df = pd.read_csv(dataset, header=0)

  2. Impute the numerical data of the age column with its mean. To do so, first find the mean of the age column using the mean() function of pandas, and then print it:

    mean_age = df.age.mean()

    print(mean_age)

    The preceding code generates the following output:

    Figure 1.18: Mean of the age column
    Figure 1.18: Mean of the age column
  3. Once this is done, impute the missing data with its mean using the fillna() function. This can be done with the following code:

    df.age.fillna(mean_age, inplace=True)

  4. Now we impute the numerical data of the duration column with its median. To do so, first find the median of the duration column using the median() function of the pandas. Add the following code to do so:

    median_duration = df.duration.median()

    print(median_duration)

    Figure 1.19: Median of the duration
    Figure 1.19: Median of the duration
  5. Impute the missing data of the duration with its median using the fillna() function.

    df. duration.fillna(median_duration,inplace=True)

  6. Impute the categorical data of the contact column with its mode. To do so, first, find the mode of the contact column using the mode() function of pandas. Add the following code to do this:

    mode_contact = df.contact.mode()[0]

    print(mode_contact)

    Figure 1.20: Mode of the contact
  7. Impute the missing data of the contact column with its mode using the fillna() function. Add the following code to do this:

    df.contact.fillna(mode_contact,inplace=True)

    Unlike mean and median, there may be more than one mode in a column. So, we just take the first mode with index 0.

You have successfully imputed the missing data in different ways and made the data complete and clean.

Another part of data cleaning is dealing with outliers, which will be discussed in the next section.

Outliers

Outliers are values that are very large or very small with respect to the distribution of the other data. We can only find outliers in numerical data. Box plots are one good way to find the outliers in a dataset, as you can see in the following figure:

Figure 1.21: Sample of outliers in a box plot
Figure 1.21: Sample of outliers in a box plot

Note

An outlier is not always bad data! With the help of business understanding and client interaction, you can discern whether to remove or retain the outlier.

Let's learn how to find outliers using a simple example. Consider a sample dataset of temperatures from a place at different times:

71, 70, 90, 70, 70, 60, 70, 72, 72, 320, 71, 69

We can now do the following:

  1. First, we'll sort the data:

    60,69, 70, 70, 70, 70, 71, 71, 72, 72, 90, 320

  2. Next, we'll calculate the median (Q2). The median is the middle data after sorting.

    Here, the middle terms are 70 and 71 after sorting the list.

    The median is (70 + 71) / 2 = 70.5

  3. Then we'll calculate the lower quartile (Q1). Q1 is the middle value (median) of the first half of the dataset.

    First half of the data = 60, 69, 70, 70, 70, 70

    Points 3 and 4 of the bottom 6 are both equal to 70.

    The average is (70 + 70) / 2 = 70

    Q1 = 70

  4. Then we calculate the upper quartile (Q3).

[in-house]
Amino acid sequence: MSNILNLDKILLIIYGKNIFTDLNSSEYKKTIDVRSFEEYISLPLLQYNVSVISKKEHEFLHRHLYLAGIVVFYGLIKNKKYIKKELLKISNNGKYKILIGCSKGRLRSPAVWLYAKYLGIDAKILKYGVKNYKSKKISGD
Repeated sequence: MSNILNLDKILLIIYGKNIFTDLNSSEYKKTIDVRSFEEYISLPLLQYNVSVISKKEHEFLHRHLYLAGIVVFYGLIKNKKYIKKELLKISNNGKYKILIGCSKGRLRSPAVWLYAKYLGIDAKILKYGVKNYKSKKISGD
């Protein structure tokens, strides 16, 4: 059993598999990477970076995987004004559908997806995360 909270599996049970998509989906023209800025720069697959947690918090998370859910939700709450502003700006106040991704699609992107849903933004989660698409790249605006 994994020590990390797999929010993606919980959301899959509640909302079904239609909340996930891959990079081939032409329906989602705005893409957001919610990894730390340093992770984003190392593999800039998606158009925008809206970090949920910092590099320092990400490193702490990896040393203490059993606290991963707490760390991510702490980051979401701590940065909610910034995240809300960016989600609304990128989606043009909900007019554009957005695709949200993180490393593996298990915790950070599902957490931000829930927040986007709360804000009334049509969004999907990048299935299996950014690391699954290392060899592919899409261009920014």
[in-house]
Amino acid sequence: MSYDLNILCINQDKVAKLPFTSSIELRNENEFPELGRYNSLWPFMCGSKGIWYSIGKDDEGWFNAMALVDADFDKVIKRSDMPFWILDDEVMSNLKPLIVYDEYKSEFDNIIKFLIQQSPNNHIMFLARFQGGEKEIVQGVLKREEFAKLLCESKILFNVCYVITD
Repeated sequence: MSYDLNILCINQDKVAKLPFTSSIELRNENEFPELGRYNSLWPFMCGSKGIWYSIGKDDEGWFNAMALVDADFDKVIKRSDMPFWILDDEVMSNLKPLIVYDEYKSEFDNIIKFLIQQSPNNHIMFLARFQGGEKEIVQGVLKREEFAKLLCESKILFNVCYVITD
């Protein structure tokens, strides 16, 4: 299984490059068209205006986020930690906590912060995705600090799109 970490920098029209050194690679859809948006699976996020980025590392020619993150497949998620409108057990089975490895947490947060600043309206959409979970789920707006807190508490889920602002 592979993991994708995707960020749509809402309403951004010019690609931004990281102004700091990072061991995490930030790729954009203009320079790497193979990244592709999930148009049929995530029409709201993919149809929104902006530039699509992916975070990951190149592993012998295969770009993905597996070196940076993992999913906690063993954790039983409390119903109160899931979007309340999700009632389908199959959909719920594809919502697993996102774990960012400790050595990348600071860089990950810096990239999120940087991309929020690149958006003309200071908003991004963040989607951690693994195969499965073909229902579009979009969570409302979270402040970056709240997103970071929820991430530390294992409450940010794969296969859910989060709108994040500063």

Q3 is the middle value (median) of the second half of the dataset.

    Second half of the data = 71, 71, 72, 72, 90, 320

    Points 3 and 4 of the upper 6 are 72 and 72.

    The average is (72 + 72) / 2 = 72

    Q3 = 72

  5. Then we find the interquartile range (IQR).

    IQR = Q3 – Q1 = 72 – 70

    IQR = 2

  6. Next, we find the upper and lower fences.

    Lower fence = Q1 – 1.5 (IQR) = 70 – 1.5(2) = 67

    Upper fence = Q3 + 1.5 (IQR) = 71.5 + 1.5(2) = 74.5

    Boundaries of our fences = 67 and 74.5

Any data points lower than the lower fence and greater than the upper fence are outliers. Thus, the outliers from our example are 60, 90 and 320.

Exercise 4: Finding and Removing Outliers in Data

In this exercise, we will be loading the german_credit_data.csv dataset into the pandas DataFrame and removing the outliers. The dataset contains 1,000 entries with 20 categorial/symbolic attributes prepared by Prof. Hofmann. In this dataset, each entry represents a person who takes credit from a bank. Each person is classified as a good or bad credit risk according to the set of attributes. Follow these steps to complete this exercise:

Note

The link to the german_credit_data.csv dataset can be found here: https://github.com/TrainingByPackt/Data-Science-with-Python/blob/master/Chapter01/Data/german_credit_data.csv.

  1. Open a Jupyter notebook and add a new cell. Write the following code to import the necessary libraries: pandas, NumPy, matplotlib, and seaborn. Fetch the dataset and load it into the pandas DataFrame. Add the following code to do this:

    import pandas as pd

    import numpy as np

    %matplotlib inline

    import seaborn as sbn

    dataset = 'https://github.com/TrainingByPackt/Data-Science-with-Python/blob/master/Chapter01/Data/german_credit_data.csv'

    #reading the data into the dataframe into the object data

    df = pd.read_csv(dataset, header=0)

    In the preceding code, %matplotlib inline is a magic function that is essential if we want the plot to be visible in the notebook.

  2. This dataset contains an Age column. Let's plot a boxplot of the Age column. To do so, use the boxplot() function from the seaborn library:

    sbn.boxplot(df['Age'])

    The preceding code generates the following output:

    Figure 1.22: A box plot of the Age column
    Figure 1.22: A box plot of the Age column

    We can see that some data points are outliers in the boxplot.

  3. The boxplot uses the IQR method to display the data and the outliers (the shape of the data). But in order to print an outlier, we use a mathematical formula to retrieve it. Add the following code to find the outliers of the Age column using the IQR method:

    Q1 = df["Age"].quantile(0.25)

    Q3 = df["Age"].quantile(0.75)

    IQR = Q3 - Q1

    print(IQR)

    >>> 15.0

    In the preceding code, Q1 is the first quartile and Q3 is the third quartile.

  4. Now we find the upper fence and lower fence by adding the following code, and print all the data above the upper fence and below the lower fence. Add the following code to do this:

    Lower_Fence = Q1 - (1.5 * IQR)

    Upper_Fence = Q3 + (1.5 * IQR)

    print(Lower_Fence)

    print(Upper_Fence)

    >>> 4.5

    >>> 64.5

  5. To print all the data above the upper fence and below the lower fence, add the following code:

    df[((df["Age"] < Lower_Fence) |(df["Age"] > Upper_Fence))]

    The preceding code generates the following output:

    Figure 1.23: Outlier data based on the Age column
    Figure 1.23: Outlier data based on the Age column
  6. Filter out the outlier data and print only the potential data. To do so, just negate the preceding result using the ~ operator:

    df = df[~((df ["Age"] < Lower_Fence) |(df["Age"] > Upper_Fence))]

    df

    The preceding code generates the following output:

Figure 1.24: Potential data based on the Age column
Figure 1.24: Potential data based on the Age column

You have successfully found the outliers using the IQR. In the next section, we will explore another method of pre-processing called data integration.